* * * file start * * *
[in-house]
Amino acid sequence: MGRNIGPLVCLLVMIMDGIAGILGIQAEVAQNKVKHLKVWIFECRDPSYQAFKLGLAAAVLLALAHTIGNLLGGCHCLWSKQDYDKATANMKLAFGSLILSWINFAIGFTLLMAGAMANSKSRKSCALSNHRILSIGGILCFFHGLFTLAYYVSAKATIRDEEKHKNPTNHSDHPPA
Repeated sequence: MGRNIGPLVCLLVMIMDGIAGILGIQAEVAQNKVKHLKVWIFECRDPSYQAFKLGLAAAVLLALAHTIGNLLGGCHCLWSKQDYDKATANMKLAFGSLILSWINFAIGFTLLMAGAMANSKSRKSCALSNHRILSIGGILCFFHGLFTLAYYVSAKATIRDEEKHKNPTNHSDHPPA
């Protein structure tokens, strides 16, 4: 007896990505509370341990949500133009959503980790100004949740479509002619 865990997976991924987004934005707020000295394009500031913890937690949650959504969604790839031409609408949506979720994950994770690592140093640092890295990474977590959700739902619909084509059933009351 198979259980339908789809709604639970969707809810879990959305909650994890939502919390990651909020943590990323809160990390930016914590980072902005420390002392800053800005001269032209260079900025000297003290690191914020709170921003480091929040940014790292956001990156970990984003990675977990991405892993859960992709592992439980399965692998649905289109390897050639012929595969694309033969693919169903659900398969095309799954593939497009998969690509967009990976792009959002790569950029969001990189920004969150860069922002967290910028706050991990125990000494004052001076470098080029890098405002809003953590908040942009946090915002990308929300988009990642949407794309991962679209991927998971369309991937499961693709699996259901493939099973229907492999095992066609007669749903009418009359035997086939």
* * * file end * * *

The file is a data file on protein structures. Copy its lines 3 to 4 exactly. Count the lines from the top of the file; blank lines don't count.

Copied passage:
Repeated sequence: MGRNIGPLVCLLVMIMDGIAGILGIQAEVAQNKVKHLKVWIFECRDPSYQAFKLGLAAAVLLALAHTIGNLLGGCHCLWSKQDYDKATANMKLAFGSLILSWINFAIGFTLLMAGAMANSKSRKSCALSNHRILSIGGILCFFHGLFTLAYYVSAKATIRDEEKHKNPTNHSDHPPA
């Protein structure tokens, strides 16, 4: 007896990505509370341990949500133009959503980790100004949740479509002619 865990997976991924987004934005707020000295394009500031913890937690949650959504969604790839031409609408949506979720994950994770690592140093640092890295990474977590959700739902619909084509059933009351 198979259980339908789809709604639970969707809810879990959305909650994890939502919390990651909020943590990323809160990390930016914590980072902005420390002392800053800005001269032209260079900025000297003290690191914020709170921003480091929040940014790292956001990156970990984003990675977990991405892993859960992709592992439980399965692998649905289109390897050639012929595969694309033969693919169903659900398969095309799954593939497009998969690509967009990976792009959002790569950029969001990189920004969150860069922002967290910028706050991990125990000494004052001076470098080029890098405002809003953590908040942009946090915002990308929300988009990642949407794309991962679209991927998971369309991937499961693709699996259901493939099973229907492999095992066609007669749903009418009359035997086939």